So just to bring you up to speed….we’re now back on Enceladus in preparation for the 50th Anniversary BCN Challenge. We’re moored at Pelsall, having achieved a mammoth positioning cruise of half a mile yesterday. So far, so normal. We’re down at the nose a bit, though unsure whether this is due to the weight of beer or cake. But otherwise, we’re good to go. She thought.
As it looks like I’ll be at the tiller for a good 24 hours straight over the weekend, don’t ask me when I’ll be doing bulletin #2, just be grateful I’m doing this one. At one point yesterday it looked like I wouldn’t be at the tiller at all because the first mate got all vigorous with the Brasso, removed the tiller pin, and promptly swooshed the tiller arm with a resounding ploppity splash into the cut. I wasn’t present at the time, probably a good thing as we need to preserve not diminish crew numbers at this stage of proceedings. Instead, I was at the station mid car-shuffle when I received a call with this plaintive little voice at the other end saying he’d done a terrible thing. My mind did somersaults…surely he hadn’t eaten all the cake?
When he explained, I was very good and remained calm, issuing some instructions for retrieval. He’d seen where it had gone in, how hard could it be? Well, if you’ve ever tried to find anything lost in the cut that’s gone in with that definitive ‘it went in there, just there, I saw it, there, no, there!’ location service, you’ll know that his desultory poking about with the long shaft proved fruitless. So fruitless apparently that his pitiful wails and distressed demeanour attracted the attention of a family having a barbecue on Pelsall Common who invited him to join them – the kindness of strangers eh? Andy promptly consoled himself with a burger, a hotdog, a kebab and a can of Carlsberg, while I contended with the hottest day of the year schlepping through Birmingham and Walsall. I had had no answers to my querying ‘Any luck?’ texts (no wonder, he was scoffing his face) and my hope that he just wanted to surprise me and that I would see a nice shiny tiller back in its rightful place sustained me right up to about twenty feet from the boat where I saw the naked truth.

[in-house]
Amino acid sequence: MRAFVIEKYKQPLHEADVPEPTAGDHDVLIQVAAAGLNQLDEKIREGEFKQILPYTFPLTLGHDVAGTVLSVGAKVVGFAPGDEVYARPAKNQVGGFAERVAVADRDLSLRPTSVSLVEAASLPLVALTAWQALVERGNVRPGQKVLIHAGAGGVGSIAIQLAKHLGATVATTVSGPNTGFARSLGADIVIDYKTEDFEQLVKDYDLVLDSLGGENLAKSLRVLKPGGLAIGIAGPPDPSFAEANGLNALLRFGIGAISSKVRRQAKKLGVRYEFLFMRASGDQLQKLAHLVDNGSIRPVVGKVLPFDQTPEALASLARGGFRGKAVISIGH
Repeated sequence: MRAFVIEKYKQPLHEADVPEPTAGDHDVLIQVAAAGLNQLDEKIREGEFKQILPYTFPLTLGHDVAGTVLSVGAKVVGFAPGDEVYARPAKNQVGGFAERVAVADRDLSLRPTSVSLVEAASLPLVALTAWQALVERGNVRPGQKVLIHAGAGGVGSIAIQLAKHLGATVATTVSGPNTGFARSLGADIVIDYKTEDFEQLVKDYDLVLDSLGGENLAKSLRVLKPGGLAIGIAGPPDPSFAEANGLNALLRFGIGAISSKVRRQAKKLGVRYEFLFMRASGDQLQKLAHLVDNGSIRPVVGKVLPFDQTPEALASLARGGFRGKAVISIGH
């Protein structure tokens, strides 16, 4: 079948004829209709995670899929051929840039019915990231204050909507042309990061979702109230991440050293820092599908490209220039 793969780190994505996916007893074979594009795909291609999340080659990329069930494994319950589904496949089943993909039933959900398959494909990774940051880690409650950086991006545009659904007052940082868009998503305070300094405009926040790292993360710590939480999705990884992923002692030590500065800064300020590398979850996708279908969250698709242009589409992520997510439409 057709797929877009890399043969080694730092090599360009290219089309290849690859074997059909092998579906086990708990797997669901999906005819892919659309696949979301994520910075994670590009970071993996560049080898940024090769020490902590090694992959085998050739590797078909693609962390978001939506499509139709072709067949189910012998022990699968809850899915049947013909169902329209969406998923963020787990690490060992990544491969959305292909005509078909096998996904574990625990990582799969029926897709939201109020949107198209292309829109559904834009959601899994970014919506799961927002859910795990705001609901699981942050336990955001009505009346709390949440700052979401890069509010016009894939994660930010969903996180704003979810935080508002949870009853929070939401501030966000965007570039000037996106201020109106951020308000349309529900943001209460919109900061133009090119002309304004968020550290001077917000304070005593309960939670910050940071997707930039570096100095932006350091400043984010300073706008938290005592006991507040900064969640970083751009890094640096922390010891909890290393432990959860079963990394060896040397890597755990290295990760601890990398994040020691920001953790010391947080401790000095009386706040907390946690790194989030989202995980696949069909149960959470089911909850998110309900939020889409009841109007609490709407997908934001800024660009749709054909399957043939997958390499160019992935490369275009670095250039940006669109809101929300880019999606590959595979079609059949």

I’d had time enough on the trains to think about a Plan B but Plan A was an awful lot less aggro. A quick poke just further confirmed the pointlessness of poking so I removed certain items of clothing before slipping in between the boat and the bank. Thank heaven this had not happened at the bottom of Ryder’s, that putrid chemical gunk fest; indeed this almost had a river like quality to it and after the stinking hot day was rather pleasant! While standing on one trainer-ed foot, I removed the other shoe so I could prospect with my toes and, bingo, I found it, hoiked it up and saved the day. I made him polish the bloody thing though.
This does bode well for the weekend ahead.